Are Lawyers Natural Thought Leaders?

The answer is yes.

A thought leader is one whose views on a subject are taken to be authoritative and influential. A lawyer succeeds in that objective every time she advocates for a client. Lawyers conduct research, synthesize ideas, craft compelling stories, and deliver persuasive arguments. Through commitment, skill, and talent, lawyers pull off amazing results. Thought leadership is a part of who we are.

But when the case is over, I’m afraid that too many lawyers simply close their files and move on without sharing their lessons with the world. This sentiment is based on experience, research, and informational interviews.

I’m profoundly interested in this concept of finding our “calling.” Once we we find this deep sense of purpose, it will become easier to generate the energy needed to push limits and become thought leaders.

It wasn’t until I started reading books in subjects outside of law when I realized that many of us were leaving behind wisdom and brilliance in our filing cabinets. Not all of us, sure, (i.e. judges, professors, renowned trial lawyers, writers) but perhaps most us. Lawyers who operate small practices, between 2-5 lawyers, comprise 76% of the legal market.[1] Then let’s factor in the mental-health data that plagues our profession. The American Bar Association reports that 28% of lawyers experience mild or higher levels of depression; 19% experience anxiety; 23% experience chronic levels of stress; and 20.6% struggle with alcohol abuse.

I see too many lawyers stuck in task-based, money-chasing, and rigid work environments. Passion and purpose give way to pragmatism and fear. In order to survive, we deal with unpleasant problems and demanding people. We have little control but are expected to always deliver. Many of us are losing autonomy, and with it, our identity. We need space to think creatively, do what we love, and conduct deep work. Absent that, what are we really achieving?

We’re only as stuck as we allow ourselves to be. Henry Ford famously said, “whether you think you can or think you can’t—you’re right.” The world needs our fresh insights. The world needs us to find that overlooked problem, and solve it.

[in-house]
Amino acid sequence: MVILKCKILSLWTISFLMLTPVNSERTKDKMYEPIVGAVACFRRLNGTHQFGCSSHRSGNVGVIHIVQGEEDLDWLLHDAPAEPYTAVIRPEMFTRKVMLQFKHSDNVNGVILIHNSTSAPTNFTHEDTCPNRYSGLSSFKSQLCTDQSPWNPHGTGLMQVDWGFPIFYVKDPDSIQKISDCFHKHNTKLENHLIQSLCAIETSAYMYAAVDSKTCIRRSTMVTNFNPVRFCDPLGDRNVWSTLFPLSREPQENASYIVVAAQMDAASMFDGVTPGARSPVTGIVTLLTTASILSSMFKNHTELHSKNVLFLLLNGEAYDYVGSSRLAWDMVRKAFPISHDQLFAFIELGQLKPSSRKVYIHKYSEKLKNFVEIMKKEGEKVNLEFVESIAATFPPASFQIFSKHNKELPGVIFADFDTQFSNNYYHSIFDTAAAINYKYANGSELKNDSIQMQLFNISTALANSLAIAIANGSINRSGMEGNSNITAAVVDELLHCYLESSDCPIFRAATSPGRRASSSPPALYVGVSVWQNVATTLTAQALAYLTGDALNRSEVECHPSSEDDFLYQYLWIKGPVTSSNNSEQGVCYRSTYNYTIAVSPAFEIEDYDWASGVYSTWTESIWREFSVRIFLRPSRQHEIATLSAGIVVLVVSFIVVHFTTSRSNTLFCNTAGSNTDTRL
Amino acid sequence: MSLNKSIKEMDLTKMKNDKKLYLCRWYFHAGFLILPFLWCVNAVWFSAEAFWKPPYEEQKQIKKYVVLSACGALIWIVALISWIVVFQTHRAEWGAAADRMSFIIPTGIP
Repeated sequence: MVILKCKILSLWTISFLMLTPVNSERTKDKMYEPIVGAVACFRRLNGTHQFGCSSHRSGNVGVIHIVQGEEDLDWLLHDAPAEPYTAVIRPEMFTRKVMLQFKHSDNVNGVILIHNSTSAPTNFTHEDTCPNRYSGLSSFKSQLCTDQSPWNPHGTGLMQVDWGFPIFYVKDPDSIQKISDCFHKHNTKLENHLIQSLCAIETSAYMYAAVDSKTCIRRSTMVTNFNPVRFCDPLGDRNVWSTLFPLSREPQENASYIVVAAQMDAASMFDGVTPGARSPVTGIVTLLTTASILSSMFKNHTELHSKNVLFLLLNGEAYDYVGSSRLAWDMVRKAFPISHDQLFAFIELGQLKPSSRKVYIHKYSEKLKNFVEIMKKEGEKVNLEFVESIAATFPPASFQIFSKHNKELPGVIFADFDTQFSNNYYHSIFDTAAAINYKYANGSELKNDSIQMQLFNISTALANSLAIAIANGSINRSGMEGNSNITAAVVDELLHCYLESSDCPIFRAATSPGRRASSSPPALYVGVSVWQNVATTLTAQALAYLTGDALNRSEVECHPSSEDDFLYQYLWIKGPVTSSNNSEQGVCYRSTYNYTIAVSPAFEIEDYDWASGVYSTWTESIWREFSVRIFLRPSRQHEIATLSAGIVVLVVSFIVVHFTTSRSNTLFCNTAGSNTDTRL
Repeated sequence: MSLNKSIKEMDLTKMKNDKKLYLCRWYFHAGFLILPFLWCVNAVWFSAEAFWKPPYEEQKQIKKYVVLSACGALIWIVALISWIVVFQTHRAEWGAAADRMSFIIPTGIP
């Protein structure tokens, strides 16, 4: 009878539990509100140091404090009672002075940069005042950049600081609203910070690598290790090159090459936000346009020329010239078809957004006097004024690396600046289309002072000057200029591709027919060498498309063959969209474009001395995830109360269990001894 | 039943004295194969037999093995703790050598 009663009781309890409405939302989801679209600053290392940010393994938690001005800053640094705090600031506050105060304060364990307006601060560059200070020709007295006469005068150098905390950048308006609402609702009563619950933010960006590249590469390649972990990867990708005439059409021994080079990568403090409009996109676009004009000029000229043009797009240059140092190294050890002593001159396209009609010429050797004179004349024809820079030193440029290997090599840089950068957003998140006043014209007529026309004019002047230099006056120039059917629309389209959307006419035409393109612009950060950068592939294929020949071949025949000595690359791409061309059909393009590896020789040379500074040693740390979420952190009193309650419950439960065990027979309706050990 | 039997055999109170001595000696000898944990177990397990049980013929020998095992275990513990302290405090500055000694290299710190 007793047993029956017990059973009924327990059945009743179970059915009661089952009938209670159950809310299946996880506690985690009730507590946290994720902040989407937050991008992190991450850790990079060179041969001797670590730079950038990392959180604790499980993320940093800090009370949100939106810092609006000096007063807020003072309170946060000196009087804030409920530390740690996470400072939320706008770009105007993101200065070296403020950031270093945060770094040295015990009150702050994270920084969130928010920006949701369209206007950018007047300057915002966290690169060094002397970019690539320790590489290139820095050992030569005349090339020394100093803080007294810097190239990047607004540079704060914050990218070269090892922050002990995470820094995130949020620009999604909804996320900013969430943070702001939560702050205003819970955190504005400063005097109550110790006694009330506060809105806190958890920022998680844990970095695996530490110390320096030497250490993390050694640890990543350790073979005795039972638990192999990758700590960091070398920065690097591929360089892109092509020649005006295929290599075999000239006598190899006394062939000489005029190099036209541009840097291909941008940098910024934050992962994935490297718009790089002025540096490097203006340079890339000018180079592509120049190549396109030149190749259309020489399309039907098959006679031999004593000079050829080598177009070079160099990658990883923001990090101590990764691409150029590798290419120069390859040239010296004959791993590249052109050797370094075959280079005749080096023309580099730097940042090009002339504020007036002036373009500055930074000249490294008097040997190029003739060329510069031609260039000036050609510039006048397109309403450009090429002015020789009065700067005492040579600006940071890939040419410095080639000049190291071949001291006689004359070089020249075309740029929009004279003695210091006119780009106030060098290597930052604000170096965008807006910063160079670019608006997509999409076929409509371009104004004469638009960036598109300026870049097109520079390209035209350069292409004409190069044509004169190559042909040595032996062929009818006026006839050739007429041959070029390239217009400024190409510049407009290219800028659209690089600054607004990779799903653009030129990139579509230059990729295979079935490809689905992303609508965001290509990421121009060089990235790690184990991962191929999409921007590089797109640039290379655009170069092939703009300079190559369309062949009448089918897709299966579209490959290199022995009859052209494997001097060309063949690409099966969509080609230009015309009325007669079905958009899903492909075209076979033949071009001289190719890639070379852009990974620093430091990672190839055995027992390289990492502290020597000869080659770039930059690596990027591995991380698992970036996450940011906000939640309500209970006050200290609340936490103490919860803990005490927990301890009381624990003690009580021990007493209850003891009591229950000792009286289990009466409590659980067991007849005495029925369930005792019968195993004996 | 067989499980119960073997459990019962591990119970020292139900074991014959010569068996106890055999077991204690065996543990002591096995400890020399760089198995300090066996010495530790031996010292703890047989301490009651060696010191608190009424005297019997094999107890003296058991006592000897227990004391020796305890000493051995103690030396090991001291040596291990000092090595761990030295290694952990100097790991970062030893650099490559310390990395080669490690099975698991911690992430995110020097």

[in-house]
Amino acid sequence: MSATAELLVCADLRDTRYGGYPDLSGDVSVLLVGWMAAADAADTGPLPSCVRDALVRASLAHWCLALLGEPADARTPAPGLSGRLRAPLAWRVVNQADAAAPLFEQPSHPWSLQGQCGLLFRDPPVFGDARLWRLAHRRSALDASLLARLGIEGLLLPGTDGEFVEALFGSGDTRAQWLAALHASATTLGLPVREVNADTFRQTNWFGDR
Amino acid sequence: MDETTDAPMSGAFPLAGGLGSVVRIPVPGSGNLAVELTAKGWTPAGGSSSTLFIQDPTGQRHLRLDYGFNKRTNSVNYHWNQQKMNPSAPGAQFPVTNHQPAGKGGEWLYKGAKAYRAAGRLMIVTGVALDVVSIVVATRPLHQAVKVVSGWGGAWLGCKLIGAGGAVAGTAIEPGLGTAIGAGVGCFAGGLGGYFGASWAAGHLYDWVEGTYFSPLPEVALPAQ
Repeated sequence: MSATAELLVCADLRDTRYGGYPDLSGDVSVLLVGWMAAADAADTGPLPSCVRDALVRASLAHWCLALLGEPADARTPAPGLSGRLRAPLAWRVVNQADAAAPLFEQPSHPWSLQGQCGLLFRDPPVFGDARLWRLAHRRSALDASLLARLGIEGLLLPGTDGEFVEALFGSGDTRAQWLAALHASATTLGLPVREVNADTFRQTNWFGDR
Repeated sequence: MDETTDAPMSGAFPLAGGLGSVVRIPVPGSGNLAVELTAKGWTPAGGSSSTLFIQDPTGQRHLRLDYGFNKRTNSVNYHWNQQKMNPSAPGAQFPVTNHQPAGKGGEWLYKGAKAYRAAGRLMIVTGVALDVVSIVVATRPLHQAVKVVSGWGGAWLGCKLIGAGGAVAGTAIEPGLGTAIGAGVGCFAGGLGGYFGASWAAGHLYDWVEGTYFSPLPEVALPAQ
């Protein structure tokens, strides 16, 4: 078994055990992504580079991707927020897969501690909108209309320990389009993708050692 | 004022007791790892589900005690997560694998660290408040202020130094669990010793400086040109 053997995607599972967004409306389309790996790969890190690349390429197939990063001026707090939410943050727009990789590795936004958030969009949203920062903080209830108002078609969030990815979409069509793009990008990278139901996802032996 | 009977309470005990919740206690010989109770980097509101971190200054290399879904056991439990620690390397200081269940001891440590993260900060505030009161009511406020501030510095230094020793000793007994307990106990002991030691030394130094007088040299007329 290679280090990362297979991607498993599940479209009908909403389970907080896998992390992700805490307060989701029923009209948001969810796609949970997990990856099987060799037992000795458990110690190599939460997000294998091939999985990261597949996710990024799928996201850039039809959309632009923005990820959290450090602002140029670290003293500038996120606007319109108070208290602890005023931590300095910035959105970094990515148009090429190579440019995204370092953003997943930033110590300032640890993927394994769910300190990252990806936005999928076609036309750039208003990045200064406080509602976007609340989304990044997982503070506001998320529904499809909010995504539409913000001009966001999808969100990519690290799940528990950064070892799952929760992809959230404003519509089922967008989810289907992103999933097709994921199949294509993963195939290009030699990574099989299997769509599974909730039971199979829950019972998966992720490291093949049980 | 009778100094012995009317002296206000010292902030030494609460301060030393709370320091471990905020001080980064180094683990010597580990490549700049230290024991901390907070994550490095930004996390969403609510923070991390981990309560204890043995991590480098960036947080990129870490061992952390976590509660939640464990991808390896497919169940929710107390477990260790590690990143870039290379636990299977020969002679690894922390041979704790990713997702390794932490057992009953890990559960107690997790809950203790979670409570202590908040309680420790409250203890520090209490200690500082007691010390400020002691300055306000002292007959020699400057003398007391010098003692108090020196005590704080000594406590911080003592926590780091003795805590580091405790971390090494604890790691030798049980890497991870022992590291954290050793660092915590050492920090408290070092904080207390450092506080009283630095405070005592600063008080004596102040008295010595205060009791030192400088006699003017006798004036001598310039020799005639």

Yesterday, I heard Robin Sharma, a top leadership expert, say that “each of us has the potential to be the best in the world at one thing.” I believe that. Consider the uniqueness and complexity of our brains, personalities, and experiences.

With joy, I created a bulleted list of action steps to become thought leaders. It was inspired by the book, Stand Out: How to Find your Breakthrough Idea and Build a following around it, by Dorie Clark.

  • Think deeply about needs
  • Question assumptions
  • Seek a breakthrough idea
  • Add unique perspective to that idea
  • Conduct independent research
  • Synthesize concepts
  • Build an educational model to convey your idea
  • Speak publicly
  • Give away content
  • Network actively and build a community
  • Master good habits
  • Think and write creatively
  • Read and learn constantly
  • Volunteer
  • Offer practical insights
  • Start a mastermind group
  • Focus on a niche
  • Predict trends
  • Find an overlooked story
  • Align with researchers and think tanks
  • Inspire and motivate
  • Stretch your abilities
  • Popularize and spread valuable ideas
  • Expand your influence
Think about the rush of energy we’d get if we had the opportunity to advance our passion in the above ways. We absolutely do. We were licensed to become thought leaders.

[1] The Lawyer Statistical Report, American Bar Foundation, 1985, 1994, 2004, 2012 editions.

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